I wish I’d been in the room in Oslo, Norway, when Dr Peter Ridd and Dr Susan Crockford bumped into each other at a conference in October. As Peter Ridd said afterward, he and Susan Crockford have had similar experiences and are ‘kindred spirits’:
Dr Susan Crockford (is) a polar bear expert who was pushed out of the University of Victoria in Canada. She made the mistake of saying climate change was not making polar bears go extinct and pointed out their numbers have been steadily increasing. Don’t for a minute think the only untrustworthy science organisations work on the Great Barrier Reef, or that James Cook University is the only university that does not tolerate dissent.
This relates to the lead article by my colleague Peter Gregory, who is a terrific advocate— and collector of evidence for—the story of the remarkable strides made by countries right across the globe in recent decades, on every measure of poverty reduction, human development and environmental management. And as Peter points out, freedom and economic growth enables countries to better look after the environment. Meanwhile, the Executive Director of the IPA, John Roskam, was corresponding with retired psychiatrist Dr Robert Lyndon, discussing a shared concern that young people are suffering ‘climate anxiety’ and experience ‘eco-anxiety’.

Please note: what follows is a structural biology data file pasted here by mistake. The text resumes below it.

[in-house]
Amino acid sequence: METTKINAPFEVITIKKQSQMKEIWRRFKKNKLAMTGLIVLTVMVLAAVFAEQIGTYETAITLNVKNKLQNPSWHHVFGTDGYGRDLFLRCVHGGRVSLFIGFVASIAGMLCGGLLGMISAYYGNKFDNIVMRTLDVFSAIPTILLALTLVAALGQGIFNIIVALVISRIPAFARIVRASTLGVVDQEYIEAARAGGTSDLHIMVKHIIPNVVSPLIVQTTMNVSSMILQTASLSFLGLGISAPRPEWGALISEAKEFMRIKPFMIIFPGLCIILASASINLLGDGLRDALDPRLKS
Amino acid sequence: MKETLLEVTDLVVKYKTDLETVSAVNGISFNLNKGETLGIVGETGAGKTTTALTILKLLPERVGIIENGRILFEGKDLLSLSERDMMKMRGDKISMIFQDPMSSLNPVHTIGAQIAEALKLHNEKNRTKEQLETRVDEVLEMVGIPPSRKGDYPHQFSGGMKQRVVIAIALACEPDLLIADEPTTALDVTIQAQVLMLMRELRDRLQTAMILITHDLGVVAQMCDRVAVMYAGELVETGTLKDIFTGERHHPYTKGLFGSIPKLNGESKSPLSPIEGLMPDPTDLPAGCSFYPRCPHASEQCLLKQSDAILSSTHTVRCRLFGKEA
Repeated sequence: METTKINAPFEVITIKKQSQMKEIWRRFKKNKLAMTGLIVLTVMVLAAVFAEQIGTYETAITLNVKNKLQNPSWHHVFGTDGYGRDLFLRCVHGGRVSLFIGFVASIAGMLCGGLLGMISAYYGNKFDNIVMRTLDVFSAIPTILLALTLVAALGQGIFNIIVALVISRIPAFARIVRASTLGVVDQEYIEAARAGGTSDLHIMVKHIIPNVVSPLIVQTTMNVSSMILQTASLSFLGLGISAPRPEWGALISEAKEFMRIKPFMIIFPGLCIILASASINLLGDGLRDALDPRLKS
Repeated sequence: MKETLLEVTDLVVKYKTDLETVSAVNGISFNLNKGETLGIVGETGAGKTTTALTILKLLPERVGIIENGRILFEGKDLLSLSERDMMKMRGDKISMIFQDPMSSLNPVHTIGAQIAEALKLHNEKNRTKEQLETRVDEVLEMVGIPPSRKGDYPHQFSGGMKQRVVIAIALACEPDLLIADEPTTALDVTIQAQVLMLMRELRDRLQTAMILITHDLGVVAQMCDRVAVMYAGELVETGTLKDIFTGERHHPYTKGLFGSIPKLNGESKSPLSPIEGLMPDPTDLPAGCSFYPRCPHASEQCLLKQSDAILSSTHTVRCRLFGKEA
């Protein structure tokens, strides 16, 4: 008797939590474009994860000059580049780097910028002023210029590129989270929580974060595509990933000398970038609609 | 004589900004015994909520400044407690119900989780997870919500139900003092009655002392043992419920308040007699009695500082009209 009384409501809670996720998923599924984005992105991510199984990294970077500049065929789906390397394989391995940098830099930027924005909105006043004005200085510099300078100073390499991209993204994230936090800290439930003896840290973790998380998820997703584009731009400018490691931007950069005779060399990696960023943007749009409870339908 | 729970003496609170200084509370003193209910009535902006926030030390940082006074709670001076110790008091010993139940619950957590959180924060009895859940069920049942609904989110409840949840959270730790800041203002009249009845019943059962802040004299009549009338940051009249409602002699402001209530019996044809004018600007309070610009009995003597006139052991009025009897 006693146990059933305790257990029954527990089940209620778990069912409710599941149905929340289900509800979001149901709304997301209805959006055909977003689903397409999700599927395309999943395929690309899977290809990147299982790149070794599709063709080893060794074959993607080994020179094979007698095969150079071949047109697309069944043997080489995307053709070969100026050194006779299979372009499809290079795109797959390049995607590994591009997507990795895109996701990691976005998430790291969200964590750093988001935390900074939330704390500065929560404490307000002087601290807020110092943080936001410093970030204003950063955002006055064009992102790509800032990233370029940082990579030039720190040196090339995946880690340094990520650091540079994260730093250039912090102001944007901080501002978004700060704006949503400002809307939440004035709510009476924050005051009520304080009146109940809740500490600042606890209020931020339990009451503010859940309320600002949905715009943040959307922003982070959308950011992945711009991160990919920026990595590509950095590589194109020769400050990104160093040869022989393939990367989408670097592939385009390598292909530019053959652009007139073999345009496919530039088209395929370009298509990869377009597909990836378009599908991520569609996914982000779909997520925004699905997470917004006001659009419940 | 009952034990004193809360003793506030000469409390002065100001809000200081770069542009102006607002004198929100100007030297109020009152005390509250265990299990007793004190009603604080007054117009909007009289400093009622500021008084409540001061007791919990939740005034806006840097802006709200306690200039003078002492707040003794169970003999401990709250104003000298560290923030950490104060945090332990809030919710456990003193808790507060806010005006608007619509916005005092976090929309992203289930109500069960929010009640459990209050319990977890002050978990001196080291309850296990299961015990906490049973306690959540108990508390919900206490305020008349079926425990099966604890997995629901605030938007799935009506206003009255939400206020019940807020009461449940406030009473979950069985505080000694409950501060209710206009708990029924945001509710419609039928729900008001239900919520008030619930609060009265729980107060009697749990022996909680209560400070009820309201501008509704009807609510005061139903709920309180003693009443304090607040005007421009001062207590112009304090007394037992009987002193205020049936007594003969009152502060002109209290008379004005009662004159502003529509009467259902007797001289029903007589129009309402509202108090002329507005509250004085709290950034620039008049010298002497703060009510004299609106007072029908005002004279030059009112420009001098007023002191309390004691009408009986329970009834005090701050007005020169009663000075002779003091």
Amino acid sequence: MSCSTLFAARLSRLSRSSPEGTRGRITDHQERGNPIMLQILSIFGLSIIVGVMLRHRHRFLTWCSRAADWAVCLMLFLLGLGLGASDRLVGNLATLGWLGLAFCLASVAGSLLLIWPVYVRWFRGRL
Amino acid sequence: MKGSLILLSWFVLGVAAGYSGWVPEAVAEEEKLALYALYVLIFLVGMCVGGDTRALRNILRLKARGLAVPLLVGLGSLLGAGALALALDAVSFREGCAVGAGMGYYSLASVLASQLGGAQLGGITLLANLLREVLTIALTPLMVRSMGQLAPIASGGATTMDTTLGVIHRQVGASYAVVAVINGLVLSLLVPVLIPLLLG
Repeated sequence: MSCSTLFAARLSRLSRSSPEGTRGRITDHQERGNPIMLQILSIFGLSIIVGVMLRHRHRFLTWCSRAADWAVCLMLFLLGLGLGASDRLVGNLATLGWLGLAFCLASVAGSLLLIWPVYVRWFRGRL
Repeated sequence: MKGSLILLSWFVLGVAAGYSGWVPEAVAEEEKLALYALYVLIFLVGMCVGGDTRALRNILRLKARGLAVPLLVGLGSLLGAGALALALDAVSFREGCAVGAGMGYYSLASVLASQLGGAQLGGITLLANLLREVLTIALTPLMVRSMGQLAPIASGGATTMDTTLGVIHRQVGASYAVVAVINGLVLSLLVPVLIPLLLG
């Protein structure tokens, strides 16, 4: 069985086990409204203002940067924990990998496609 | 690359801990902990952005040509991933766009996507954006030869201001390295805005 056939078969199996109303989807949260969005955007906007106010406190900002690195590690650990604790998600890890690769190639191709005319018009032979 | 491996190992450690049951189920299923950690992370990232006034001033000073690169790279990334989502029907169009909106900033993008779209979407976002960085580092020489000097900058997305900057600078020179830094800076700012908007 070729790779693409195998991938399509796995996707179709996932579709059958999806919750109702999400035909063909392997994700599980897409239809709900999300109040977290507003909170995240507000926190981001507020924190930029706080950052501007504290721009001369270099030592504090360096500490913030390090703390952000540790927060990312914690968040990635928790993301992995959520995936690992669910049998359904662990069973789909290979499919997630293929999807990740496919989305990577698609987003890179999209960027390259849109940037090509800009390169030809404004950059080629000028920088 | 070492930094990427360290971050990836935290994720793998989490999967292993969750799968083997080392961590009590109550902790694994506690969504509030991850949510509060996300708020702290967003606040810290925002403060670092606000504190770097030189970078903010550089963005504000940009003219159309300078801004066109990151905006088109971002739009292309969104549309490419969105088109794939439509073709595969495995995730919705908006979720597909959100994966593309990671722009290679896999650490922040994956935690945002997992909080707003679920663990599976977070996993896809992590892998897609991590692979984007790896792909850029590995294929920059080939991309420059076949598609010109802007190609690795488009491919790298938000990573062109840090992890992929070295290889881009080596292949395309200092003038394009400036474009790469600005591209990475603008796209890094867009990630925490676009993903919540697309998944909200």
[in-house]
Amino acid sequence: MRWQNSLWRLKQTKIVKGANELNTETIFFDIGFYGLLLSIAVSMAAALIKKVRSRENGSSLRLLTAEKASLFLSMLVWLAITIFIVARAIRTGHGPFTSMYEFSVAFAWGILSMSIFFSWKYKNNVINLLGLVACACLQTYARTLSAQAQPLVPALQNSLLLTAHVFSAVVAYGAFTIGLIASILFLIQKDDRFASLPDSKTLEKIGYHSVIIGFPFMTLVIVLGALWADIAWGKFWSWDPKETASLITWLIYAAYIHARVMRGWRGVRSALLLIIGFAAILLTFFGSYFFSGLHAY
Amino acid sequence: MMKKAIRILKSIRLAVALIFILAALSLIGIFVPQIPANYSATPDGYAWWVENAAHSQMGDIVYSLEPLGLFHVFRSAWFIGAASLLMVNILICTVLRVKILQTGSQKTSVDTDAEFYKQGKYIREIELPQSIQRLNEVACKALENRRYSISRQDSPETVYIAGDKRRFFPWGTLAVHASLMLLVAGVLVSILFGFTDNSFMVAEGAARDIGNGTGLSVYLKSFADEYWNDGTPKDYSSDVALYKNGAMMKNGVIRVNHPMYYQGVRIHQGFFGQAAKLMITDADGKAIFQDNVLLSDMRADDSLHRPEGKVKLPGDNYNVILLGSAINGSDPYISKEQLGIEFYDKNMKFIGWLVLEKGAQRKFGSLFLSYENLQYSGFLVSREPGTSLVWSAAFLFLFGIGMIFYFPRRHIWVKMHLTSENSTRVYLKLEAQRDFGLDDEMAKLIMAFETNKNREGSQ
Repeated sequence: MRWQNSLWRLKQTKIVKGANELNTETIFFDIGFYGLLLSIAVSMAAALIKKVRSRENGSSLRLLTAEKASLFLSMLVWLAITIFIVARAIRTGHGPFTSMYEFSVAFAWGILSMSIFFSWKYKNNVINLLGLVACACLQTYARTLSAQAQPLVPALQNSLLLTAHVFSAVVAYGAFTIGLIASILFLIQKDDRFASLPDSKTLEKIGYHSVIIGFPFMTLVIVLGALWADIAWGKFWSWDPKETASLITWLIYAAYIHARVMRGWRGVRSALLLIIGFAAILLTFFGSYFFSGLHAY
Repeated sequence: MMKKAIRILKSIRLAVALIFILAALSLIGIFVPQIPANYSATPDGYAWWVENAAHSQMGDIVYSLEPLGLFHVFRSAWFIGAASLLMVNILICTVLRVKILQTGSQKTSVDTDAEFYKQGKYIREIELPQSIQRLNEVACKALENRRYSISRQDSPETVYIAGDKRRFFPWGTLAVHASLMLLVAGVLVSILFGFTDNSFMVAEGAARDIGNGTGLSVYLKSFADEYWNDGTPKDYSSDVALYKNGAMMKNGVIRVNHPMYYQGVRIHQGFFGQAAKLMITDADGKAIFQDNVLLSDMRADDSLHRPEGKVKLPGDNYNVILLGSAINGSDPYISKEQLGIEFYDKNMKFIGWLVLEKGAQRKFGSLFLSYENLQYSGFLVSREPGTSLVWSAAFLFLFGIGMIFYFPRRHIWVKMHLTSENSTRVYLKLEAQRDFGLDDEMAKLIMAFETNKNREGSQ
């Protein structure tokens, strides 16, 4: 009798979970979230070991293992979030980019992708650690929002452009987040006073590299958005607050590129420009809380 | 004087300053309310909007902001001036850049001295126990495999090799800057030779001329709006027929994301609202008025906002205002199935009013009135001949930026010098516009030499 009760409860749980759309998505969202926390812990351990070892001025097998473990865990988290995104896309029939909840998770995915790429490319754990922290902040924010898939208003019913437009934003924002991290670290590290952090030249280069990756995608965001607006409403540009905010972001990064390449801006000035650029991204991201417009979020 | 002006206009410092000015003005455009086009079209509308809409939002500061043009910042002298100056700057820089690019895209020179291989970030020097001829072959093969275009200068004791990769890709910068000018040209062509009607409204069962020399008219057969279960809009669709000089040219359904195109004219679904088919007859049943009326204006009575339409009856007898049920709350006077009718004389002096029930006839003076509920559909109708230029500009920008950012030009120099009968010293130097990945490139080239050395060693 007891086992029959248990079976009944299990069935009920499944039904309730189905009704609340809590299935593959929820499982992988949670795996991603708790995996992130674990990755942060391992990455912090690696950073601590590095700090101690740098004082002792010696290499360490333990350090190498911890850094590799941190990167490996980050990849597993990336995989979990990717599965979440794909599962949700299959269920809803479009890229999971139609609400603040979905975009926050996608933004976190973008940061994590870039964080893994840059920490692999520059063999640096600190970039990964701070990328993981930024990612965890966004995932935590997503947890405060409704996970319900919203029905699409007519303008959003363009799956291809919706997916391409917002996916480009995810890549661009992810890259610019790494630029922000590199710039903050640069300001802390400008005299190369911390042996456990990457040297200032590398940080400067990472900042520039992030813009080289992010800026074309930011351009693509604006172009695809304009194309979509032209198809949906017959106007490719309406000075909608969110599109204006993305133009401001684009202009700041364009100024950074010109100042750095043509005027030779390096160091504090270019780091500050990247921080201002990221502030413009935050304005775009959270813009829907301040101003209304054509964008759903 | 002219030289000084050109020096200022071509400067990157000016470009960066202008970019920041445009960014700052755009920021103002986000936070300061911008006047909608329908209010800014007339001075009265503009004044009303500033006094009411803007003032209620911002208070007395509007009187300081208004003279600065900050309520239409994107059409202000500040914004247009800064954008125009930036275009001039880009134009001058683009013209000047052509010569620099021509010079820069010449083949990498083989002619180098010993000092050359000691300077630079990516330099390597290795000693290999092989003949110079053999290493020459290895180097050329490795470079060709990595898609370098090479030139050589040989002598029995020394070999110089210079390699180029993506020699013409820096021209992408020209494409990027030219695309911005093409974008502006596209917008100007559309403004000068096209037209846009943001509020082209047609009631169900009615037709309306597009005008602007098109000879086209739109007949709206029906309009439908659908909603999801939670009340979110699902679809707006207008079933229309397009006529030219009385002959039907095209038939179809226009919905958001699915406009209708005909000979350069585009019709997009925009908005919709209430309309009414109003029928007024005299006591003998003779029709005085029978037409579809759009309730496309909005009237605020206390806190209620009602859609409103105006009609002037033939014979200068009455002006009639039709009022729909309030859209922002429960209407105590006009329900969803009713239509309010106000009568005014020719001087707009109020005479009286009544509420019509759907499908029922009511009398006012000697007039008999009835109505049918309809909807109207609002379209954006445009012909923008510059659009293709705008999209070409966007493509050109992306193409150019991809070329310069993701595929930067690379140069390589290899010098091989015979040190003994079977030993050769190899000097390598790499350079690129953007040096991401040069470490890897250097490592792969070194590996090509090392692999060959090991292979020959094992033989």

The effects on our children are real and concerning, but it is important to identify the underlying cause. As Dr Lyndon asks in his article, is it “the result of climate change” or “due to the fear being instilled in children and teenagers by climate alarmists”?
Indeed. Peter Gregory had, meanwhile, sourced among other items of evidence the information that polar bears, far from being in dire straits from climate change as David Attenborough would have us believe, are growing in numbers. And this is because the countries which host them have the wherewithal to study them and protect their populations and ecosystems. The evidence he sourced was from Susan Crockford. The polar bears, like the reefs systems studied by Dr Peter Ridd, seem remarkably resilient in the face of a so-called climate catastrophe.
Peter Gregory had sourced his information independently of IPA Senior Fellow, Dr Jennifer Marohasy, who was in the late stages process of securing a contribution from Susan Crockford for Climate Change: The Facts 2020. Both are pleased Peter Ridd and Susan Crockford—having met in Oslo—will be reunited in the pages of our book in early 2020.
As Editor of the IPA Review I commend to you Peter Gregory’s rebuttal of the themes which fuel eco-anxiety, and also the learned examination and critique of the phenomenon by Drs Lyndon and Ling. And, of course, much else besides. As always, feedback is welcome.